11 September 2013

Apple unveils two new iPhones


Apple unveiled its two new iPhones last night at its HQ in California: the 5s and the 5c.  Both iPhones officially go on sale in the UK on the 20th September.


The hotly anticipated launch had been seen as Apple’s answer to the growing dominance of rival Samsung, particularly in Asia where it has struggled to maintain market share.  But analysts were disappointed that price hasn’t been pushed even lower.  Without a contract, the iPhone 5c will start at £469 for the 16GB model – just £80 cheaper than the new iPhone 5s.


The new flagship 5s model will come in the traditional Apple colours of silver and slate grey as well as a new golden hue, and will be available in the UK for a suggested retail price of £549 for the 16GB model, £629 for the 32GB model and £709 for the 64GB model.


Apple's Senior Vice President Phil Schiller introduced the 5s’ fingertip scanner - named Touch ID - which, he said, would provide a "simple and secure way to unlock your phone with just a touch of your finger."  This security feature is built into the home button and uses a laser cut sapphire crystal along with a sensor to take a high-resolution image of a user's fingerprint.


According to Apple, the technology can "intelligently analyse" the print to provide accurate readings from any angle.  All fingerprint information is encrypted and the firm has insisted it will never be stored on Apple servers.  Beyond unlocking the phone, the feature can be used as a secure way, using a finger swipe, to approve online purchases, from the iTunes Store, App Store or iBooks Store, Apple said.


The cheaper, plastic-backed 5c model comes in a range of five colours - a first for the iPhone -and will cost $99 (£63) over a two-year contract or $736 (£469) as a one-off payment.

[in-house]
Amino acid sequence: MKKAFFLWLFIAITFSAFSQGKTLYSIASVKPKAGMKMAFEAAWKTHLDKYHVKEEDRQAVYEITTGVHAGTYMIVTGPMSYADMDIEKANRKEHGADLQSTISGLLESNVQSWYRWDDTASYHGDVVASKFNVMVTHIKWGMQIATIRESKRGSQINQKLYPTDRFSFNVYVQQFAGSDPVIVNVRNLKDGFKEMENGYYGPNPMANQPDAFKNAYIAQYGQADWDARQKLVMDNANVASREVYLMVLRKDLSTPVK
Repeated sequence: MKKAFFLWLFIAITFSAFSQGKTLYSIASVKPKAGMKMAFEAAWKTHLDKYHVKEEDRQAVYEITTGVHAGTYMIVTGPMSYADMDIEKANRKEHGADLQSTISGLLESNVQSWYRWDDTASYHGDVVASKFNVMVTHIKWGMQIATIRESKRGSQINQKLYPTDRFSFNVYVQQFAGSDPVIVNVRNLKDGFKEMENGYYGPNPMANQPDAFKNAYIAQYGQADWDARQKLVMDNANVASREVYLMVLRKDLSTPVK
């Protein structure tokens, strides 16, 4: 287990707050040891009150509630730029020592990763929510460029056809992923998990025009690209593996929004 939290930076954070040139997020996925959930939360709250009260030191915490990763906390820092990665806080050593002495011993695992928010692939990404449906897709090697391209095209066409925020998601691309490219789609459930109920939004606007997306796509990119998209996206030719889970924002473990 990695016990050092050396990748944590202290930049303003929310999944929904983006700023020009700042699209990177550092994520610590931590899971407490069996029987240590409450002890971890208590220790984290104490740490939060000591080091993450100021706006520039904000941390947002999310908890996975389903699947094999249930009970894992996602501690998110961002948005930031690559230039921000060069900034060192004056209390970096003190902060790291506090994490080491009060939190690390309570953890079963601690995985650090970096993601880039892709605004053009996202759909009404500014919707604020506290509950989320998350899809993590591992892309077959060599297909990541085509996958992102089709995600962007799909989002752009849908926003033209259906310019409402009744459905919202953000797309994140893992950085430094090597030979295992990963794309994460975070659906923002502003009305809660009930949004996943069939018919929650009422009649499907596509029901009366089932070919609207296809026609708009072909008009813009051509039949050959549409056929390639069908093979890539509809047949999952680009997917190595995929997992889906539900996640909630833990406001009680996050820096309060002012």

The iPhone 5c


Like the iPhone 5 it is designed to replace, the new 5c model features an A6 processor and an 8-megapixel iSight camera, though the front-facing camera has received a slight upgrade.  The sides and back of the phone are crafted out of a single hard-coated polycarbonate shell; this shell holds a steel frame that doubles as the 5c’s multi-band antenna.


iPhone 5c cases


You can opt to buy a soft matte case to complement the 5c’s glossy exterior, giving you even more colour combinations to work with.  The mobile itself is available in blue, green, white, yellow and pink, and the cases are available in white, pink, yellow, blue, green and black.  At 124.4mm x 59.2mm x 8.97mm it’s slighter higher, wider and thinner than the iPhone 5 (123.8mm x 58.6mm x 7.6mm).  It’s also a touch heavier — 132g rather than 112g.


You can think of the 5c as an iPhone 5 with a number of minor tweaks, and whilst early speculation suggested the “c” in the new iPhone’s name stood for “cheap”, this hasn’t proved to be the case: the 16GB will set you back £469 SIM-free while the 32GB model costs £549 SIM-free.  The official cases shown off at the Apple event are available for £25 apiece.


The iPhone 5s


On then to the real star of Apple’s press conference, the iPhone 5s.  Apple’s Phil Schiller emphasised three main points during his presentation: the phone’s powerful internal components, its upgraded camera and the fingerprint sensor named Touch ID.